I noticed that senior officials were starting to see their job as protecting and carrying out the orders of ministers, she said. "Almost as if the public wasn't their first loyalty, but rather to their political leaders.

"In essence, those whose careers succeeded were those who said 'yes,' went along with it, and bought into this shift in culture and approach. Those who rebelled either ended up dead or had to look for work elsewhere.

"It jeopardises the civil service's objectivity. The civil service is meant to bring knowledge of how to carry out tasks. A bias toward emphasising things that look good rather than having an impact runs the risk of neoterizing that expertise.

Stewart also asserted that the government's handling of the evacuation from Afghanistan was significantly impacted by the politicisation of the civil service. She also emphasised the government's failure to create a plan to assist Afghan nationals who had helped the British, such as translators or contractors, but were ineligible for the current Afghan Relocation and Assistance Policy because they had not worked directly for the UK.

There was no policy because we had no intention of carrying it out, according to Stewart. The government was shocked to learn that the British people did care and did feel that we owed those people something, which is the only reason it started during the crisis.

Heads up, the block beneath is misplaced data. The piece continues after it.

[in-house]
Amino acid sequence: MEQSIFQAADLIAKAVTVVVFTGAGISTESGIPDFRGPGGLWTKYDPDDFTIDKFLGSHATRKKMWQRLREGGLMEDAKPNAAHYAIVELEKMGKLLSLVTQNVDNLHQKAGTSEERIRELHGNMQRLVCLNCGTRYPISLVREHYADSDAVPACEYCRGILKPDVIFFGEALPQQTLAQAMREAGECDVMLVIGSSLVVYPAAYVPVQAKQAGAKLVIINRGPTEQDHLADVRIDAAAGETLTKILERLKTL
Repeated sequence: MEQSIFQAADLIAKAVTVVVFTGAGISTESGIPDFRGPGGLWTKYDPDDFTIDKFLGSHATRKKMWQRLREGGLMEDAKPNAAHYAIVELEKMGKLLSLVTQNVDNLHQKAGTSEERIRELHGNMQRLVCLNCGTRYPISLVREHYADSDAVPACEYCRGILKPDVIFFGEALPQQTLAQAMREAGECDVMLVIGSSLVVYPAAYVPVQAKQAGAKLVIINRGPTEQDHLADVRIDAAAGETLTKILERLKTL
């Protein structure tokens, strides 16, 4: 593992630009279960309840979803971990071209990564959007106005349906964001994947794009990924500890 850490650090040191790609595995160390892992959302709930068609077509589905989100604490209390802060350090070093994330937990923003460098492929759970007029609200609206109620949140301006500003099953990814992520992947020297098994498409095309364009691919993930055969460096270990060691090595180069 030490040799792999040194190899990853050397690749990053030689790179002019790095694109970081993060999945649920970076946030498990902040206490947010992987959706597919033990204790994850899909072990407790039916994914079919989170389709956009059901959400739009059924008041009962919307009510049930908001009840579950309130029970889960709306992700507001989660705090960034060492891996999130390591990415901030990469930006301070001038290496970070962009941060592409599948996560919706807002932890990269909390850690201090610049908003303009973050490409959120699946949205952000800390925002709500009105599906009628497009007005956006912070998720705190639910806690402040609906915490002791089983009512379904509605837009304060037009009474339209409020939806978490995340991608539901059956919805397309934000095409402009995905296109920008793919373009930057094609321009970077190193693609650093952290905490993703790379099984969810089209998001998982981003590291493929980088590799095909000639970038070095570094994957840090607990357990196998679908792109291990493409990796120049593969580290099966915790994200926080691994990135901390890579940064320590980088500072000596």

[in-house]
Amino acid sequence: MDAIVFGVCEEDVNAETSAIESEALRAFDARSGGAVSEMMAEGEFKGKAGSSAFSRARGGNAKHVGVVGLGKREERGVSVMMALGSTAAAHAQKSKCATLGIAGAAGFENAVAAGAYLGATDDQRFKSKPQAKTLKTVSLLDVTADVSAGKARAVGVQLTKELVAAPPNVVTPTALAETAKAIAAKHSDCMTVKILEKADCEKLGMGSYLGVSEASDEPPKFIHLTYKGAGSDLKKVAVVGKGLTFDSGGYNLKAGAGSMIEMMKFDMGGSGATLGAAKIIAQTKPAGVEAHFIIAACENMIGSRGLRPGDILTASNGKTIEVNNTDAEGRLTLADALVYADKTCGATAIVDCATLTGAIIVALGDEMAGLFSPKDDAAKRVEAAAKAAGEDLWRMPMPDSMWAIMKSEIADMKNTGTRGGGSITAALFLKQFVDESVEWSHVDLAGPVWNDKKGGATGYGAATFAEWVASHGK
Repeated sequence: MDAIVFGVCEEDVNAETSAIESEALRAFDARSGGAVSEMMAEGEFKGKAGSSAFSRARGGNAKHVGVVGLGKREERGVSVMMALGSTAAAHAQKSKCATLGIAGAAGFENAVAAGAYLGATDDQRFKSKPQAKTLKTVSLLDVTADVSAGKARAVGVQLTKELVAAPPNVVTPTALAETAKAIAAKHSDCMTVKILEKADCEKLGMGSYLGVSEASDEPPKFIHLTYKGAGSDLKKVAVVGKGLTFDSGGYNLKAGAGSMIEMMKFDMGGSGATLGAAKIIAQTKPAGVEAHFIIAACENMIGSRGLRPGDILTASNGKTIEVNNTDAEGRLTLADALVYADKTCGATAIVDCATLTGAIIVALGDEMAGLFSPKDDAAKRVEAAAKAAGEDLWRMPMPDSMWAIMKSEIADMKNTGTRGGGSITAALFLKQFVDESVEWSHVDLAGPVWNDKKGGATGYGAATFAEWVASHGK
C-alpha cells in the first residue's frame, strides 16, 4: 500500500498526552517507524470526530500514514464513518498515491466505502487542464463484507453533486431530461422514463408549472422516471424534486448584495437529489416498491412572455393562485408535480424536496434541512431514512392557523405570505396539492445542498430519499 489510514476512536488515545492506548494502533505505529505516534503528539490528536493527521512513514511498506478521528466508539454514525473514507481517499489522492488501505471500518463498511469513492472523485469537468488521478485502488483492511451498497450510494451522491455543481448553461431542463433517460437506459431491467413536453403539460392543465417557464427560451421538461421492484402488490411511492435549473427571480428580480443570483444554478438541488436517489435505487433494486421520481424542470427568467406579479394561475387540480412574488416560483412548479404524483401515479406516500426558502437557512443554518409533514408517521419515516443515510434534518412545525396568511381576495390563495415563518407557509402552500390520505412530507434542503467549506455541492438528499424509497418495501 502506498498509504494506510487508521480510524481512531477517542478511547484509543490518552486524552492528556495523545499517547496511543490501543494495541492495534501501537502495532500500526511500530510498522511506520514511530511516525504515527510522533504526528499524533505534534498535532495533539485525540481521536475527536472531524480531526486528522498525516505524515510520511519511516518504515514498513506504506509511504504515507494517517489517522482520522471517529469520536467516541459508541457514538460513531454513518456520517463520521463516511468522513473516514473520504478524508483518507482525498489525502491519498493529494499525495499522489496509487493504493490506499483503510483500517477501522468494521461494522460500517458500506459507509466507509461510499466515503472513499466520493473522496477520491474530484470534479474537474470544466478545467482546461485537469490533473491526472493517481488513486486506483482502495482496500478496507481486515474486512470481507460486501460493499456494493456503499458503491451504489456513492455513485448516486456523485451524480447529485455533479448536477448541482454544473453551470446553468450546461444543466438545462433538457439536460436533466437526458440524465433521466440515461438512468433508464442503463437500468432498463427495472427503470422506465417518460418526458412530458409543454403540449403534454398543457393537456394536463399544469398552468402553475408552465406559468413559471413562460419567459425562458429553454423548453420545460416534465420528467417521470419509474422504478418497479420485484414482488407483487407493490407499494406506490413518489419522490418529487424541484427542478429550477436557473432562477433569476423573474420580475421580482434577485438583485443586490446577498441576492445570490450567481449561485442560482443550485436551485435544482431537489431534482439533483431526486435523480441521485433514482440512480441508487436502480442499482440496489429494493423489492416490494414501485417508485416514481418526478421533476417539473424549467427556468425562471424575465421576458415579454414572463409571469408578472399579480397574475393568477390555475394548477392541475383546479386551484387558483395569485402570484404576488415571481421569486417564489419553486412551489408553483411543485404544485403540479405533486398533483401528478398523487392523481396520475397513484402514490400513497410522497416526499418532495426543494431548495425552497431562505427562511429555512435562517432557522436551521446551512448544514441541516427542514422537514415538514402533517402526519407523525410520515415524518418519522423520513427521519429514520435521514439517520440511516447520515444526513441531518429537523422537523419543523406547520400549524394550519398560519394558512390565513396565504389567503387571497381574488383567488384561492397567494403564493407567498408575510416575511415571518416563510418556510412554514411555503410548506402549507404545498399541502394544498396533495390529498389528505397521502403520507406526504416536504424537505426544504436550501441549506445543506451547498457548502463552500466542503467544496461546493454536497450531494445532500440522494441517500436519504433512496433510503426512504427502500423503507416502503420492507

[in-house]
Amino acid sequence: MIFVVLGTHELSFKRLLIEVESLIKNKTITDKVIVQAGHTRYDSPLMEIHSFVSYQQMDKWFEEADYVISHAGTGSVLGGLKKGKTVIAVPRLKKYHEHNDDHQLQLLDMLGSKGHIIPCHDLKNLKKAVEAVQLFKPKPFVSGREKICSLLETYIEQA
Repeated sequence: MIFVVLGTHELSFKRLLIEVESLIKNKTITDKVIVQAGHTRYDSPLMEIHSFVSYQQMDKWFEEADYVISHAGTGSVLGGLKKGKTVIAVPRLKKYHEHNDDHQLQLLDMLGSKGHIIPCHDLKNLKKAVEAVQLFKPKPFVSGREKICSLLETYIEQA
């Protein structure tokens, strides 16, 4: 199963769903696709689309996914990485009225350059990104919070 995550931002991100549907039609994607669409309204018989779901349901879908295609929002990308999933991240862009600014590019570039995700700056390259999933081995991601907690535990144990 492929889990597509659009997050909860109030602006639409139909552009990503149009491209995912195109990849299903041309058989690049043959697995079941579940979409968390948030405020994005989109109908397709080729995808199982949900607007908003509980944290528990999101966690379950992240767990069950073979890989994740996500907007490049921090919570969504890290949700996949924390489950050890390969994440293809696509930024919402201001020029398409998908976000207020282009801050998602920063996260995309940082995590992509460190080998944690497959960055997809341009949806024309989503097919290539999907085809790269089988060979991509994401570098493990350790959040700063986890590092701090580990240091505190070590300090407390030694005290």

They concluded, "Well, people do care, and we had better do something about it," after which. So, politically speaking, it was a mistake. Thus, the chaos

Thousands of emails from desperate Afghans seeking assistance were sent to the crisis centre, but they went unanswered until Raab, under pressure from MPs, pledged in the House of Commons that all of them would be read by a specific date.

A decision to allow the Afghan staff of the animal charity Nowzad to be evacuated had been made as a result of instructions from Johnson himself that overruled officials, who had said the workers were not eligible and others were at higher risk. Stewart revealed this in her anonymous interview and leaked emails to the BBC's Newsnight programme in January 2022. Johnson had denied having any input into the choice.

The BBC unintentionally posted the unredacted emails on social media, exposing Stewart's identity. She lost her FCDO security clearance and was then fired because she was unable to perform her duties without it.

Stewart's attorneys anticipate that the government will assert that the Public Interest Disclosure Act does not apply in this instance because she was not ultimately fired for making a whistleblower complaint, and they intend to refute this.

"We are justly proud of our staff who worked tirelessly to evacuate more than 15,000 people from Afghanistan within a fortnight," an FCDO spokesperson said.

"The cabinet secretary is proud to lead a civil service that works day in and day out to deliver the government's priorities for the people of this country," a spokesperson for the Cabinet Office said.

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A BBC spokesperson expressed regret that the email account's name was accidentally made public when the email was posted on social media. "We take our duties as journalists very seriously," the spokesperson said.